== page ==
Focus On Shari’ah Sentence Controversy

UN Integrated Regional Information Networks, Aug. 29, 2002
http://allafrica.com/stories/200208300017.html

This report does not necessarily reflect the views of the United Nations

Harsh sentences imposed by Islamic courts in northern Nigeria since a dozen states adopted the Shari’ah legal code over the past two and a half years have drawn consistently strong criticism from President Olusegun Obasanjo’s federal government.

However, analysts say the sentence of death by stoning which stands over 30-year-old mother, Amina Lawal, and which was recently confirmed by an appeal court in Katsina State, may provide the platform for a conclusive legal battle between supporters and opponents of Shari’ah.

In his first comment on a sentence which has sparked widespread international outrage, Obasanjo on Saturday expressed his expectation that the Lawal case would progress from the Katsina State judiciary to the federal judiciary, and would be overturned.

“I do sincerely hope that we will get through it, that Amina will not die,” he said. “But if for any reason she is killed… I will weep for Amina and her family, I will weep for myself, and I will weep for Nigeria.”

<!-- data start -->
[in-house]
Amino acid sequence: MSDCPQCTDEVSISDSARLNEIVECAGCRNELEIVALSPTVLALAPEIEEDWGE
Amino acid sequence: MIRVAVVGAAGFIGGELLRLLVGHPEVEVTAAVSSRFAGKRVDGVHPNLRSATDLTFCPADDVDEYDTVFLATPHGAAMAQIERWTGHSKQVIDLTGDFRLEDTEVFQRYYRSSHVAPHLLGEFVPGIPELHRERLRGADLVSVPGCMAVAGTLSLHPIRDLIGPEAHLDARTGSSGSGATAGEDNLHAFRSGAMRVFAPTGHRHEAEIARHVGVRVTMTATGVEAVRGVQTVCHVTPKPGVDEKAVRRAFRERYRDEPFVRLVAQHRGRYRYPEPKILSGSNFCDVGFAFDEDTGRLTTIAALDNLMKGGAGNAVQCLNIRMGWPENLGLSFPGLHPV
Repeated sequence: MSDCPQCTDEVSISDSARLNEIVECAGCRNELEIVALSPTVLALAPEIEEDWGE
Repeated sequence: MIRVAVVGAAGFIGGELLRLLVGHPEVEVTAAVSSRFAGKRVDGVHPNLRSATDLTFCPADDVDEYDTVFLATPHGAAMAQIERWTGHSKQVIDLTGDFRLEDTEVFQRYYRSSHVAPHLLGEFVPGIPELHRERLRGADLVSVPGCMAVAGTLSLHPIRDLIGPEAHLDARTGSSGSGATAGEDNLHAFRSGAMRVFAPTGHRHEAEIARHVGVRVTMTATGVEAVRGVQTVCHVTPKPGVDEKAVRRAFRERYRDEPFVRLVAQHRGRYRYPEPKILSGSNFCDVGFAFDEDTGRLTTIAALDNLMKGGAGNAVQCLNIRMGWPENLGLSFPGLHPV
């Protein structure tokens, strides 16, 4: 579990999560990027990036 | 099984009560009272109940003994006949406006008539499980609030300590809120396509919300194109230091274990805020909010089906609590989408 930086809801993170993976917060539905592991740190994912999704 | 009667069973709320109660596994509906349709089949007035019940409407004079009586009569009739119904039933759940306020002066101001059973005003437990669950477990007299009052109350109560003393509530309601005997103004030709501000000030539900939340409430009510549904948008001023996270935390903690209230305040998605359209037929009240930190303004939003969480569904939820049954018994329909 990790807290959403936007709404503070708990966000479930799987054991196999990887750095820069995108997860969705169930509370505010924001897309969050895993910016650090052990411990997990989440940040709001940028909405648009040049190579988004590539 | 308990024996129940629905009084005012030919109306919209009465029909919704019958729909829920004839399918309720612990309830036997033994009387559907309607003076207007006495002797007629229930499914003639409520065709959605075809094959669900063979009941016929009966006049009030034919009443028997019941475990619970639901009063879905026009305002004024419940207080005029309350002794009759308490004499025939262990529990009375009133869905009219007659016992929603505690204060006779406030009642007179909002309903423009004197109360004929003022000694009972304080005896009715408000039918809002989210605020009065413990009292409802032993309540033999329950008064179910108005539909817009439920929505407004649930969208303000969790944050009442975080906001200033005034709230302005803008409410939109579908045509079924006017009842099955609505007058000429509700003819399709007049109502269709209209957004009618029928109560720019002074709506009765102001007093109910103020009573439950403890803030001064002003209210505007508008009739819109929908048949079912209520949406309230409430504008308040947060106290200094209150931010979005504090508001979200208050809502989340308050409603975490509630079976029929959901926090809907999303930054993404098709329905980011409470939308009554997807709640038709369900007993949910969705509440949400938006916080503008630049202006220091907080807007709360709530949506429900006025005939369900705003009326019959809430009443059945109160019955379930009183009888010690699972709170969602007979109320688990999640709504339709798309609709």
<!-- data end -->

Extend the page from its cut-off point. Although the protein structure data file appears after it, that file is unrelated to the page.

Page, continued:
Minister of Justice and Attorney-General Kanu Agabi was more pointed in expressing the government’s readiness to challenge the death sentence for adultery.

“The death sentence on Amina… raised substantial issues of law and fact worthy of the attention of the court of appeal,” he told reporters. “We must appeal against the judgement.”

Meanwhile, Lawal faces the prospect of being buried up to the neck and stoned to death, as required by Shari’ah law, should her appeal fail.

Critics have bemoaned what they see as the weakness of the government’s case-by-case approach to the Shari’ah judgements.

“This approach of taking each case as it comes up is certainly not good enough,” human rights lawyer Onoja Ocheje told IRIN. “The Shari’ah sentences represent a fundamental challenge to the constitution, which Obasanjo and his government have sworn to defend.”